Newly sworn in Manhattan District Attorney Alvin Bragg issued new policies and procedures to his staff that substantially altered existing office policy in prosecuting criminal cases. The new directive defers certain prosecutions for lower-level offenses, reduces certain felony offenses, prohibits seeking life in prison without parole, and prohibits seeking bail except in limited violent offenses.
In the federal system, most people charged with non-violent offenses are released on conditions after their first appearance before a magistrate judge. Conditions of release are meant to reasonably assure the appearance of the defendant in court as required, as well as the safety of any other person or the community pursuant to 18 U.S.C. §3142(c). Conditions may be as simple as release on an unsecured appearance bond (meaning no property or money is posted); travel restricted to the continental United States; surrender of one’s passport; surrender of any firearms; and telephonic or in-person reporting to Pretrial Services. In certain serious cases, conditions of release could be very stringent, requiring home detention with electronic monitoring where the person is only allowed out of the home for pre-approved visits with their attorney or medical appointments; surrender of family members’ passports; the posting of real properties with substantial equity; and release of the defendant to third party custodians who are required to report any violations of the release conditions to the court.
I’ve posted before about the line of case following United States v. Trujllo-Alvarez, 900 F. Supp. 2d 1167 (D.Or. 2012), which held that ICE could not detain and attempt to remove a non-citizen defendant charged with the federal crime of illegal re-entry, once the defendant has been released under the Bail Reform Act. Trujillo and its progeny affirm that when the Executive Branch decides that it will defer removal and deportation in favor of first proceeding with a federal criminal prosecution, it is obligated to follow all applicable laws governing such prosecution, including, of course, the Bail Reform Act.
In the federal system, a person may be charged and arrested by way of a complaint or indictment. A complaint is a written statement of essential facts establishing the offense charged made under oath by the agent before a magistrate-judge. Based upon the complaint, an arrest warrant may be issued upon the establishment of probable cause to believe that an offense has been committed and that the defendant committed it. The warrant must list the defendant’s name, or description by which he can be identified, the offense charged, command that the defendant be brought without unnecessary delay before a magistrate-judge and be signed by the judge.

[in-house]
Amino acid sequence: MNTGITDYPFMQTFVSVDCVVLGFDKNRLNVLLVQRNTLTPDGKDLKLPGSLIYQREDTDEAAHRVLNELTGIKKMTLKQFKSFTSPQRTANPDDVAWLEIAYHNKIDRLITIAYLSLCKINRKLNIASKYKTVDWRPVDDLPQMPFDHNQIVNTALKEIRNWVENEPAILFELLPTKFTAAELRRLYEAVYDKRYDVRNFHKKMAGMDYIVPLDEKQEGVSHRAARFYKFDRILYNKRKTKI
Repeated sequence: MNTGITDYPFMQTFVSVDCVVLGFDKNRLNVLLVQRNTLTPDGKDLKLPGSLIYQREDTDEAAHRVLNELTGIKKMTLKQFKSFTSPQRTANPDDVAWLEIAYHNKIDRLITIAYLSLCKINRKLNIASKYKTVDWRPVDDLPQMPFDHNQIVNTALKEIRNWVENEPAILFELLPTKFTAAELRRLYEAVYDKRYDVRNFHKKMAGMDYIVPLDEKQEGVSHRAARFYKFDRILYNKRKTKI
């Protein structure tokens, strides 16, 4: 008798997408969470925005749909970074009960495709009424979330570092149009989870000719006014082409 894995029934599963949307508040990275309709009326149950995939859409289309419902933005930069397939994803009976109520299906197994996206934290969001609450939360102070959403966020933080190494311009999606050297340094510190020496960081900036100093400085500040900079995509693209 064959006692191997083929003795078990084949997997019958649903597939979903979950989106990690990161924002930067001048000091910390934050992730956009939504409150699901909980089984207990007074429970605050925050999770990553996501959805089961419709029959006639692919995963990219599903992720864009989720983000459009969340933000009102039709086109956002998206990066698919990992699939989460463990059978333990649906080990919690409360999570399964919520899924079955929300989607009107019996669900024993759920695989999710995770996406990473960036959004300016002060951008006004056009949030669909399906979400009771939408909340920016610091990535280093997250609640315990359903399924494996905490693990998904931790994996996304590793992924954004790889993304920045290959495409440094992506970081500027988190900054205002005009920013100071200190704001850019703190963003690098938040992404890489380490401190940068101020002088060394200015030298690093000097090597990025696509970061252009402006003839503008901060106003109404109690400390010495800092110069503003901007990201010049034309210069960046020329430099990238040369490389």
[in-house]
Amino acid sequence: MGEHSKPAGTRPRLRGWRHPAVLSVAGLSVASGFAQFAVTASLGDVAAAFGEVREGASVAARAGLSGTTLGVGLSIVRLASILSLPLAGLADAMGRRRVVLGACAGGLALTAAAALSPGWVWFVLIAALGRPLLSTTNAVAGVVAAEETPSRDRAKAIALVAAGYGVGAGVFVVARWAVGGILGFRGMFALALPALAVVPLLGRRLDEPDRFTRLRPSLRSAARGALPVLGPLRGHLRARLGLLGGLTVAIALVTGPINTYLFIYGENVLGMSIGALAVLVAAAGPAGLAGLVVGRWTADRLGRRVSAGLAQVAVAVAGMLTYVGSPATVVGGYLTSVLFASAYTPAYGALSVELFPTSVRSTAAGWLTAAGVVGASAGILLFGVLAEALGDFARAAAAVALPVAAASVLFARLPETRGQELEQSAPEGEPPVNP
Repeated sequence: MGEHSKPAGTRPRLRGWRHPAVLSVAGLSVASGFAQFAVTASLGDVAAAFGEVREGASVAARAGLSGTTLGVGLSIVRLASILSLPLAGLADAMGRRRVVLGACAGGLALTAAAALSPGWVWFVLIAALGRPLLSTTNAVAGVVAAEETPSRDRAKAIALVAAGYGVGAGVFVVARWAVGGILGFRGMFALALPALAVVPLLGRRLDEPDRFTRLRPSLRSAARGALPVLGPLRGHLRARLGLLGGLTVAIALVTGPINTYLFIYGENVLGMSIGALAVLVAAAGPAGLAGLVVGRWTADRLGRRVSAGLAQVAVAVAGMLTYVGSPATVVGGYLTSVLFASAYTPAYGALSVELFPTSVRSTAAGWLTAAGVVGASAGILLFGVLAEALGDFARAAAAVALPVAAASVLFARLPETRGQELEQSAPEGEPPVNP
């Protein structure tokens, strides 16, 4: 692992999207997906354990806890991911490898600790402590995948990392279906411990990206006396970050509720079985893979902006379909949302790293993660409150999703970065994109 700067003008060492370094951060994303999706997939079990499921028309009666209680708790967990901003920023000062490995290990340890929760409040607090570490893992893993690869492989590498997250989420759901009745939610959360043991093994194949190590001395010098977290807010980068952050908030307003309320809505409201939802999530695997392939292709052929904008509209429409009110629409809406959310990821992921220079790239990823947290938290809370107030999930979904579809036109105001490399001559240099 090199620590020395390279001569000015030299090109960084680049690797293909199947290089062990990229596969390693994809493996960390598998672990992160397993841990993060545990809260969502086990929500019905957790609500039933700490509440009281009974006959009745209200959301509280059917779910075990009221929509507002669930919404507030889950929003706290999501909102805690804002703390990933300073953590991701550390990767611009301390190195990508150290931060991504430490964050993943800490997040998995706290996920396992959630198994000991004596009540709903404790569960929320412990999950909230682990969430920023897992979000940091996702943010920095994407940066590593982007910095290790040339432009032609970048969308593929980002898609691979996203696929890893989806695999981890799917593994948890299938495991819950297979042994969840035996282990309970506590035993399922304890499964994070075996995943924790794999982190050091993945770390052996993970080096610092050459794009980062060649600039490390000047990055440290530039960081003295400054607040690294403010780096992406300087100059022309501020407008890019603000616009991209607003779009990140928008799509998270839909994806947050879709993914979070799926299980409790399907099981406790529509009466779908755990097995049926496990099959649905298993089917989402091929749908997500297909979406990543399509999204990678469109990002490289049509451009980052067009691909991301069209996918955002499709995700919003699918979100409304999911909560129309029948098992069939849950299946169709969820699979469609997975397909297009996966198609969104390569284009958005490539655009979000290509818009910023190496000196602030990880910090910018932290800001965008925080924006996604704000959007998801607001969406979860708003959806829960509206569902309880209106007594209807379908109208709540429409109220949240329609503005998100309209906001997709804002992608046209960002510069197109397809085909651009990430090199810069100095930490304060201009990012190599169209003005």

When an individual is charged with a federal crime, whether by Complaint or Indictment, they are entitled to a Bail Hearing under Title 18 U.S.C. Section 3141 et seq. Under the relevant statute, a person may be released on a personal recognizance bond or unsecured appearance bond; on a condition or combination of conditions; or detained. The standard for the court is whether the person will appear for all proceedings and not be a danger to the community.
In January 2017, the New Jersey Legislature amended the State Constitution and passed legislation to dramatically alter the process by which courts determine whether a defendant is held in jail – rather than released – while awaiting trial. While defendants previously could secure pretrial release by paying bail money to the court, the new system, commonly referred to as, simply, “Bail Reform,” conditions pretrial release upon a judge’s determination of the likelihood that the defendant will fail to appear in court or commit another offense, without consideration of the defendant’s financial resources.
When a person is arrested and charged with a crime, they are in most cases entitled to bail. Bail is not supposed to be punitive, rather it is designed to help insure that the person charged attends all court appearances and follows all conditions of release set by the court. Standard conditions may include travel restrictions to the state, no additional arrests, to report any contact with law enforcement (including motor vehicle stops), surrender of all weapons, regular reporting to pretrial services, and an order against contacting the alleged victim, if applicable.
The stages of a criminal case as it proceeds through the legal system can be confusing for individuals who find themselves on the wrong end of legal charges for the first time. Though popular media has no shortage of stories set within the criminal justice system, these fictional depictions often leave out important details. When a substantial portion of your personal and professional future hangs in the balance, it's critical to have a complete and accurate understanding of the steps through which your criminal case will proceed.